Extensive General Overview & Notes

Fruit & Vegetables -Week 4

  

  1. Arrange the still life so that in your imagination you can pass between the objects to the back of the picture. This approach will relax the mind of the viewer. 

  2. Start in the top of the picture which is at the top of the objects. Work from the furthest objects to the closest. Remember to overlap the different shapes and sizes to create an interesting composition and perspective. 

  3. As the objects placed overlapping move towards the viewer try not to place them directly in front of each other. Move the objects slightly to the left or right to have it still overlapping, but not creating visual confusion. Use your artistic license to iron out these issues with your arrangement. 

  4. Fruit and vegetables are quite often symmetrical. Be aware of this uniformity in relation to shape and balance, however colour may vary - i.e in an apple. This theme is organic, porous and alive in it's appearance. 

  5. Draw in your shapes very softly at first and once you are happy with your shapes you can increase the shading, contrast and tonal values to gradually build up the picture.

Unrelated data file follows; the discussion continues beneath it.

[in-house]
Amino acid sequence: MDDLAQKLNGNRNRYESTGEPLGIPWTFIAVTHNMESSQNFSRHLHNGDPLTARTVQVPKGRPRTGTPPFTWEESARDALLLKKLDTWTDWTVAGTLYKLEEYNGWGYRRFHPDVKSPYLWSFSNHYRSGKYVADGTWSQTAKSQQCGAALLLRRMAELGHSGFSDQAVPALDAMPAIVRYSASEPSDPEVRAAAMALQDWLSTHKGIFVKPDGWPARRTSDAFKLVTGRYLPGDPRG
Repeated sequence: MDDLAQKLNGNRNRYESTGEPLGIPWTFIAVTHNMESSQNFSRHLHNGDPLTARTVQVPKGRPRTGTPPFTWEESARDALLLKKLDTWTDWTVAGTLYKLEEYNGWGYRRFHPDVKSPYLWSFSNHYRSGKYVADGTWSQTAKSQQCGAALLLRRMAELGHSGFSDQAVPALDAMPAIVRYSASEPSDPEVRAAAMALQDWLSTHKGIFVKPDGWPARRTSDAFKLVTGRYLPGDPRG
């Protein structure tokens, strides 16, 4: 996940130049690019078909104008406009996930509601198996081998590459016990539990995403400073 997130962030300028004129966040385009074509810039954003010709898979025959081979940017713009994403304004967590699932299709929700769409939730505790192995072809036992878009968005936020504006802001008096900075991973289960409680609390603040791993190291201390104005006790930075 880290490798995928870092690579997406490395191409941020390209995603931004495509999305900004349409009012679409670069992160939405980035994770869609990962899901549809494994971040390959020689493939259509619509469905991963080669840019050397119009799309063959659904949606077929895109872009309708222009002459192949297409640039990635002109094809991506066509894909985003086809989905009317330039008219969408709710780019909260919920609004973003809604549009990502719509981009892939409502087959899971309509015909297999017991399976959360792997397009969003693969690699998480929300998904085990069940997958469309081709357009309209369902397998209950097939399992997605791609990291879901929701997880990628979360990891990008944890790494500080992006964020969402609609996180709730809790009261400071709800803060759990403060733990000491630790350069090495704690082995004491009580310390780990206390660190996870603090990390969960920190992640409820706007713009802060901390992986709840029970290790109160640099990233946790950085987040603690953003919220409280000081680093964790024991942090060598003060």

6. Various fruits and vegetables are naturally shiny with multiple colour changes. Others are very textured and sometimes dull in appearance. It is important to try and capture the individual nature of the various items you have selected. Some are extremely bright in colour and tone. Others are also rich on the darker end of the colour and tonal range. 

  7. Remember to look at the theme more than your picture. Glancing at it frequently which will connect you to both in a more beneficial way. I.e If a banana has little black spots on it, include them. These are the little things that make fruit and vegetables what they are. 

  8. Find a big range of tones and colours in your fruit and vegetables. The more you have the better and more they will appear. 

  9. Look at the direction of your light source. If the fruit is gently backlit from the side, casting a shadow forward in the front/left/right of the arrangement, that will create interest in the shadows. The shadows take on the same shape as the objects and the further away they are cast the softer they become. 

  10. Earth your shadows from the table onto the fruit so the same shadow colours or tones merge in the lower fruit colours and tones. For example purples or violet blues. 

  11. Keep the top of the fruit and vegetables light in tones so no dark outlines in the tops of each individual item unless you see otherwise.